Saturday, June 4, 2011

Storytelling and Listening

Last night I had the opportunity to attend a program which featured ordinary people telling stories without notes. When I say ordinary people, I simply mean that they are not famous, not in the politician/athlete/pop star/movie star/famous author kind of sense. In this age of celebrity hyper-hype when people Google by the millions to find out trivia about frivolous more than they do about the significant, some people may wonder why they should listen to ordinary people telling stories about their lives.

Each storyteller was interesting because they were telling stories from their own lives, and there were numerous moments when I could relate to what they were saying because their experience was similar to my own experiences in some way. From the audience reactions, this was also true for the others as well as myself.

Yes, of course, some storytellers were better than others, because they had a tighter focus and didn't go off on tangents, and some had a flair for drama, effectively using voices, gestures and facial expressions to great effect.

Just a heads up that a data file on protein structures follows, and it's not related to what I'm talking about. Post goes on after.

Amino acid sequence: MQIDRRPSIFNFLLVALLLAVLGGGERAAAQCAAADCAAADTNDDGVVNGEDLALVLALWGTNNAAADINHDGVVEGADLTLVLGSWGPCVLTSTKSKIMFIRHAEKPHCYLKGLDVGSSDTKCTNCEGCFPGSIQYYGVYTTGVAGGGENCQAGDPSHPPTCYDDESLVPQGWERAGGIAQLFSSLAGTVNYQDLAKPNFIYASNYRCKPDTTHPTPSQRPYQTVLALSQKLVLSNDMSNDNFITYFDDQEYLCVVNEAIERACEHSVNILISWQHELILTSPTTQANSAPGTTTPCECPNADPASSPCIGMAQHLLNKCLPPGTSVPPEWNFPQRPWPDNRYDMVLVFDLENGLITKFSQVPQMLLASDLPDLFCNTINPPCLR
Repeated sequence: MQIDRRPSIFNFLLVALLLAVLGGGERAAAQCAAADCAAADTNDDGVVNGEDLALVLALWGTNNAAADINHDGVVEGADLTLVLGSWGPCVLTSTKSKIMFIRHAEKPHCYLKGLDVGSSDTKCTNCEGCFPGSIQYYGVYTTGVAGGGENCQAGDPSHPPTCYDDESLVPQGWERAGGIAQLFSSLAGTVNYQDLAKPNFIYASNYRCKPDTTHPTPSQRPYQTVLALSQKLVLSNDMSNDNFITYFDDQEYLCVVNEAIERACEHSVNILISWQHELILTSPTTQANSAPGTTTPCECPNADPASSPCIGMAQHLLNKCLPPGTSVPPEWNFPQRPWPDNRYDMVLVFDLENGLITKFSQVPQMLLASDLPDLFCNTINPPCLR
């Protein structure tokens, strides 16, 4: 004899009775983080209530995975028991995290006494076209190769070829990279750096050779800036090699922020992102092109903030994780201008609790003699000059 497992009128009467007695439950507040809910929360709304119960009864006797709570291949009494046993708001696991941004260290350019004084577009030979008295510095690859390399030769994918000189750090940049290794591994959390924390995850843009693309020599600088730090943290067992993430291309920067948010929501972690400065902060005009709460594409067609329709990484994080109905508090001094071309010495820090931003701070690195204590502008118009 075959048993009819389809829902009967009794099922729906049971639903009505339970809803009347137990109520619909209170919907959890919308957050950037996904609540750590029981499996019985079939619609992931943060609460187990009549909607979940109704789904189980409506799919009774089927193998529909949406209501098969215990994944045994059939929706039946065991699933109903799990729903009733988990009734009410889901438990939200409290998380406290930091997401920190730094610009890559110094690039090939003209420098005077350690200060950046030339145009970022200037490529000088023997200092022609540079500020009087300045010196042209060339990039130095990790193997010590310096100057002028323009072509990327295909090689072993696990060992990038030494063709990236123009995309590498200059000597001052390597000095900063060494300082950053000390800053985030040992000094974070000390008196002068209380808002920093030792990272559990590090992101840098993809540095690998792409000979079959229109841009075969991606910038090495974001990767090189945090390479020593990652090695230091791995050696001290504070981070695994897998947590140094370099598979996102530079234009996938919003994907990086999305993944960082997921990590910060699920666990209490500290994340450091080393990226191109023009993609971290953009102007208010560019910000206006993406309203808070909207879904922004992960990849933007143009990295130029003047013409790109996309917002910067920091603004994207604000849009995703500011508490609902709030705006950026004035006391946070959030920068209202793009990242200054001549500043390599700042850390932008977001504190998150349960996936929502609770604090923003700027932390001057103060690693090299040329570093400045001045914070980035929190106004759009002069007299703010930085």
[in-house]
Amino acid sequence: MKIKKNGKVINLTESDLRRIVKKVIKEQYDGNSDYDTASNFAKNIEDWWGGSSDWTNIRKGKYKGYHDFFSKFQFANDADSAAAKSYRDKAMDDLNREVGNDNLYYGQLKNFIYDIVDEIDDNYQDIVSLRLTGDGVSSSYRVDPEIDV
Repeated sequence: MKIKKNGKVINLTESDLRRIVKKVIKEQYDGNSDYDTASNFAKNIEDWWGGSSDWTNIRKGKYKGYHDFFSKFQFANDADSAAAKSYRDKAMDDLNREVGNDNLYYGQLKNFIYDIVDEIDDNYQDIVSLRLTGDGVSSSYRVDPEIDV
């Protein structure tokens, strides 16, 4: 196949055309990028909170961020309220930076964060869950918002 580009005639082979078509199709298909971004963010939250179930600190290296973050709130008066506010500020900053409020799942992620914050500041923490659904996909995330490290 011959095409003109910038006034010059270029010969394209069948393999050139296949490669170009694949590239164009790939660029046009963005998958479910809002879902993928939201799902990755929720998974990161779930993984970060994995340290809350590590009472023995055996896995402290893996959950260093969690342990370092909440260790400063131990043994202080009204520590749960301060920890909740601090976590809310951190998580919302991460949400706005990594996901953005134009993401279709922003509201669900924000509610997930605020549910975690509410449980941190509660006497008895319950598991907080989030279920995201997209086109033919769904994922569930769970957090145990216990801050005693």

When I used to be a freelance writer and magazine editor, I used to regularly interview people for publication, and I always considered it a challenge to find something that was not in the press kit that was fascinating to discover, to unearth some perspective or experience that would offer the reader something fresh and worthy of consideration.

Drawing stories out of people is the art of the interviewer. Prompting people to step forward and tell their own stories is about nurturing and encouragement. Both teach us about listening.

This is an experiment you can try for yourself. What you will find? How much richer is your life when you discover these stories? How much do other people appreciate it when you do?

No comments: